Myocardial Infarction (Heart Attack) : Symptoms, Causes, Diagnosis, Management and Complications

Myocardial Infarction (Heart Attack) : Symptoms, Causes, Diagnosis, Management and Complications

Myocardial Infarction(MI) also known as heart attack is one of the most common non-communicable diseases/ chronic diseases, which cannot be transmitted from person to person. It gradually progresses  and affects the blood supply to heart.

A myocardial infarction is a serious medical emergency that occurs due to the blockage of one of the arteries which is supplying blood to the heart . Due to which ,lack of oxygen to heart causes characteristic chest pain and death of myocardial tissue.

Symptoms:

Generally, symptoms appear gradually. Chest pain is the most common symptom of acute myocardial infarction.
It is often associated with

Sensation of tightness
Pressure
Squeezing

Pain generally radiates to the left arm, but may also radiate to the lower jaw, neck, right arm, back, and epigastrium , where it may mimic heartburn.

Levine’s sign, in which the patient localizes the chest pain by clenching his fist over the sternum, has  been thought to be predictive of cardiac chest pain.

Others symptoms include:

Shortness of breath
Anxiety
Coughing
Wheezing

Causes:

Rate of heart attacks is generally higher with intense exertion, it can also be due to psychological stress or physical exertion.
Risk factors associated with MI are:

Age: With the increasing age chances of heart attack also increases.
Gender: Men are more at risk than women.
Diabetes mellitus (type 1 or 2)
High blood pressure.
Dyslipidemia / hypercholesterolemia (abnormal levels of lipoproteins in the blood), particularly high low-density lipoprotein, low high-density lipoprotein and high triglycerides.
Tobacco smoking, including passive smoking.
Family history of heart disease or myocardial infarction particularly if one has a first-degree relative (father, brother, mother, sister).
Lack of physical activity.
Alcohol — Studies show that prolonged exposure to high quantities of alcohol can increase the risk of heart attack.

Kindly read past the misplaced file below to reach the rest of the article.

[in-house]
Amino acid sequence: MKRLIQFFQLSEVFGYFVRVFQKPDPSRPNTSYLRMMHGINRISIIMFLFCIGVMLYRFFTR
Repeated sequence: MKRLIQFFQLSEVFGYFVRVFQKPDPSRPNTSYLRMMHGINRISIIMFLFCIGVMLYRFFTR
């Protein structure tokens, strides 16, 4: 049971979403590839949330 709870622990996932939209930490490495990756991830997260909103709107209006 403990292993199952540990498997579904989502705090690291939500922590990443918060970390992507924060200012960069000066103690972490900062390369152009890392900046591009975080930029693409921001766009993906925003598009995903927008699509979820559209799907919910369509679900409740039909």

Oral contraceptive pill – Women who use combined oral contraceptive pills are at an increased risk of myocardial infarction, especially in the presence of other risk factors, such as smoking.

Diagnosis :

According to the WHO criteria as revised in 2000, a cardiac troponin rise accompanied by either typical symptoms, pathological Q waves, ST elevation or depression or coronary intervention are diagnostic of MI.

Physical examination
The appearance of patients may vary according to the symptoms. A cold and pale skin is common and points to vasoconstriction. Some patients have low-grade fever (38–39 °C). Blood pressure may be elevated or decreased, and the pulse can become irregular.

Electrocardiogram (ECG)
12-lead electrocardiogram showing ST-segment elevation in I and V1-V5 with reciprocal changes (blue) in the inferior leads, indicative of an anterior wall myocardial infarction. The 12 lead ECG is used to classify patients into one of three groups:

Those with ST segment elevation or new bundle branch block
Those with ST segment depression or T wave inversion (suspicious for ischemia), and
Those with so-called non-diagnostic or normal ECG. A normal ECG does not rule out acute myocardial infarction.

Errors in interpretation are relatively common, and the failure to identify high risk features has a negative effect on the quality of patient care.

Cardiac markers